Compare Hardys presentation of women in An Imaginative Women and On the Western Circuit

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Compare Hardy’s presentation of women in two short stories


Thomas Hardy’s presentation of women is quite highlights the typical Victorian attitude towards women . In particular, ‘An Imaginative Women’ and ‘On the Western Circuit’ produce some interesting comparisons. The two leading characters are women, Ella Marchmill (‘An Imaginative Woman’) and Edith Harnham (‘On the Western Circuit’).

   The first and probably the most obvious similarity between the two women is the way Hardy has presented their marriage. This was at a time when men still exerted their power over women, and a woman divorcing a man was unheard of. In both of these stories, Hardy has portrayed both of them as passionate, yet unhappy wives. William Marchmill, Ella’s husband, is mention quite frequently in the story and plays an integral part, so we get a more accurate picture of him. However, Edith Harnham’s husband only appears near the start, yet in that one glance, we get a good idea of the relationship between the two.


            “Oh? Horrid nuisance every year! I wish it could be put a stop to.”

            “I like it.”

            “H’m. There’s no accounting for taste.”


Their relationship with each other has been portrayed powerfully in these three lines. Immediately, a lack of respect and common interest, perhaps even a sense of hostility between the two has become apparent. Compare this short, snappy encounter with some of the more lengthy scenes between Ella and William Marchmill, and it is evident that although both women share an unfulfilled marriage, their relationship with their husbands are very different. Despite William Marchmill often seeming ignorant of Ella’s existence, he does show some courtesy and respect, though he doesn’t share much common ground with her either. Mr. Harnham on the other hand, from the small bit that is seen of him, appears to be quite upfront with Edith Harnham, and gives the impression to that he is a bit scorning in his approach to her interests. Another similarity that their marriage possesses is that both husbands have a prosperous trade. Mr Harnham is a ‘rich wine merchant’, whilst William Marchmill has a ‘thriving trade’. Both women, therefore, lived an upper-middle class lifestyle; so clearly, what they wanted was beyond material possession, as they would already have them. Instead, it becomes more noticeable as the stories progress, that both women are passionate, but unfulfilled sexually. Thomas Hardy starts of with subtle hints, expanding upon them as the story progresses. For example, in ‘On the Western Circuit’, a few pages in, the first glimpse of Mrs Harnham’s sexual life is shown;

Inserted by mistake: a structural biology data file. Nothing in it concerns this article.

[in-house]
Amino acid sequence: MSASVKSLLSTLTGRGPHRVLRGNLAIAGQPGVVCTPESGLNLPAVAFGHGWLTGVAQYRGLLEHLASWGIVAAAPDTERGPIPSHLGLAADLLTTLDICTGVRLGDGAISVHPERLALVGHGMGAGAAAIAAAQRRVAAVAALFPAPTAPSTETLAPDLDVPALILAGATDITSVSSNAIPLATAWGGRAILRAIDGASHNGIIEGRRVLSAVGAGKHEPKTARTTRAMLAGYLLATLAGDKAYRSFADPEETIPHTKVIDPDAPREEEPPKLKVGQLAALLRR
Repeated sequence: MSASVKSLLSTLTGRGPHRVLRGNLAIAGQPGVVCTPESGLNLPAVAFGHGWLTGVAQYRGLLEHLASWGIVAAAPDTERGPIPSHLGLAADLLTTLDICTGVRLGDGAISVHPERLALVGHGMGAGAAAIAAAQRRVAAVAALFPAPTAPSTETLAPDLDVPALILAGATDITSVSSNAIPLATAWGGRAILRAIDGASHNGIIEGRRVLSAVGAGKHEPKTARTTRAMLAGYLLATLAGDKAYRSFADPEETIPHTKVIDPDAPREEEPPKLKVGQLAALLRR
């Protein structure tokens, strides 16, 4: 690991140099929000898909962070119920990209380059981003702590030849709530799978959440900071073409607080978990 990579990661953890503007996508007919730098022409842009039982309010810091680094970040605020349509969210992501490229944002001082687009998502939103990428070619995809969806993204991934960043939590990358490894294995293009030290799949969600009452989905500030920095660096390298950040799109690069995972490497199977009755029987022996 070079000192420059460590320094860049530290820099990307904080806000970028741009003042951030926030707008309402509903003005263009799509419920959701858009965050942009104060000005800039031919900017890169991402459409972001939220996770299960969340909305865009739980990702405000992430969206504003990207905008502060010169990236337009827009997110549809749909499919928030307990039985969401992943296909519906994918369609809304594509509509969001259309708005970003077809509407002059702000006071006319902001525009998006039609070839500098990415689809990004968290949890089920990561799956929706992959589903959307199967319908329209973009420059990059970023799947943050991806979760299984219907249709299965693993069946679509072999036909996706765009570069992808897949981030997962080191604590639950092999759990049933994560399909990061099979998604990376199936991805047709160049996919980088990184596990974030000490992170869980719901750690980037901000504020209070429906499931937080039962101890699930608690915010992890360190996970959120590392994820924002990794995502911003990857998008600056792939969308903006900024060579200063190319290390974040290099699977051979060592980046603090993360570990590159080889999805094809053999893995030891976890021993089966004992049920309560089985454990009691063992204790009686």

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            ‘He playfully slipped his two of his fingers inside her glove, against her palm.’


Yet despite this encroachment, Mrs Harnham does not withdraw her hand, in spite of the fact that it is meant for her maidservant, Anna, who Charles Raye had been tenderly wooing since first meeting her in the country fair. Furthermore, Mrs Harnham allows Raye to ‘gently stroke’ the palm of her hand under the glove. At the time of writing this would have been considered a very erotic and tense moment in the story, and this is perhaps a sign of deception that ...

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